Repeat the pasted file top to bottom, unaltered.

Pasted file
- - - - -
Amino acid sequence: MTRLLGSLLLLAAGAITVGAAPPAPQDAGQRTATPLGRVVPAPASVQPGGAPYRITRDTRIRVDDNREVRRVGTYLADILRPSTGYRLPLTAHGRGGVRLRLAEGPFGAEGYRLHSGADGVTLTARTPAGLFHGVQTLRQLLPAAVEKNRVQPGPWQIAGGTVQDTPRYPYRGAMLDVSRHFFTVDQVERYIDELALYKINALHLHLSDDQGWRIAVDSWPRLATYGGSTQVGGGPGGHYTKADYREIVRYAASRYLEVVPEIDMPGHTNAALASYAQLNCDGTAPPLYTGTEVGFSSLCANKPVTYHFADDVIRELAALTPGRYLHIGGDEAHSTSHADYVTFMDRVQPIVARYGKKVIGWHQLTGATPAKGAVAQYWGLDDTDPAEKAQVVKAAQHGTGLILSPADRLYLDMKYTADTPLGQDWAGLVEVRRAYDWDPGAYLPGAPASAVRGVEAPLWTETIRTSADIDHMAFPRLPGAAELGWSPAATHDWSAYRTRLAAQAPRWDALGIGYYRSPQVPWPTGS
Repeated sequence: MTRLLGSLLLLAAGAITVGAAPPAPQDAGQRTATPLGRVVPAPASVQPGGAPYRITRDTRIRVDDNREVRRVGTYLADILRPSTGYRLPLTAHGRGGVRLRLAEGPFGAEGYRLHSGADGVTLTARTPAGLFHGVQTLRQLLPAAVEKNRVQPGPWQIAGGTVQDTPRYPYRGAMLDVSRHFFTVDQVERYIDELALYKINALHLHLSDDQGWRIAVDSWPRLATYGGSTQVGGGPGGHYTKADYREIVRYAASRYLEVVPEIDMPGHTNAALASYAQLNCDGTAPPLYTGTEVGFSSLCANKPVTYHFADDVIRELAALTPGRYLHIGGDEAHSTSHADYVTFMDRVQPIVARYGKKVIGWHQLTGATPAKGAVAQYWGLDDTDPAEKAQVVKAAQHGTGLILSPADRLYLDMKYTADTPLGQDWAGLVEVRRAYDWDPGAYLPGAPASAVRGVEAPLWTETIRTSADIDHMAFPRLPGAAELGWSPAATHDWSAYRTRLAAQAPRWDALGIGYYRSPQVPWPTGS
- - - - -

Amino acid sequence: MTRLLGSLLLLAAGAITVGAAPPAPQDAGQRTATPLGRVVPAPASVQPGGAPYRITRDTRIRVDDNREVRRVGTYLADILRPSTGYRLPLTAHGRGGVRLRLAEGPFGAEGYRLHSGADGVTLTARTPAGLFHGVQTLRQLLPAAVEKNRVQPGPWQIAGGTVQDTPRYPYRGAMLDVSRHFFTVDQVERYIDELALYKINALHLHLSDDQGWRIAVDSWPRLATYGGSTQVGGGPGGHYTKADYREIVRYAASRYLEVVPEIDMPGHTNAALASYAQLNCDGTAPPLYTGTEVGFSSLCANKPVTYHFADDVIRELAALTPGRYLHIGGDEAHSTSHADYVTFMDRVQPIVARYGKKVIGWHQLTGATPAKGAVAQYWGLDDTDPAEKAQVVKAAQHGTGLILSPADRLYLDMKYTADTPLGQDWAGLVEVRRAYDWDPGAYLPGAPASAVRGVEAPLWTETIRTSADIDHMAFPRLPGAAELGWSPAATHDWSAYRTRLAAQAPRWDALGIGYYRSPQVPWPTGS
Repeated sequence: MTRLLGSLLLLAAGAITVGAAPPAPQDAGQRTATPLGRVVPAPASVQPGGAPYRITRDTRIRVDDNREVRRVGTYLADILRPSTGYRLPLTAHGRGGVRLRLAEGPFGAEGYRLHSGADGVTLTARTPAGLFHGVQTLRQLLPAAVEKNRVQPGPWQIAGGTVQDTPRYPYRGAMLDVSRHFFTVDQVERYIDELALYKINALHLHLSDDQGWRIAVDSWPRLATYGGSTQVGGGPGGHYTKADYREIVRYAASRYLEVVPEIDMPGHTNAALASYAQLNCDGTAPPLYTGTEVGFSSLCANKPVTYHFADDVIRELAALTPGRYLHIGGDEAHSTSHADYVTFMDRVQPIVARYGKKVIGWHQLTGATPAKGAVAQYWGLDDTDPAEKAQVVKAAQHGTGLILSPADRLYLDMKYTADTPLGQDWAGLVEVRRAYDWDPGAYLPGAPASAVRGVEAPLWTETIRTSADIDHMAFPRLPGAAELGWSPAATHDWSAYRTRLAAQAPRWDALGIGYYRSPQVPWPTGS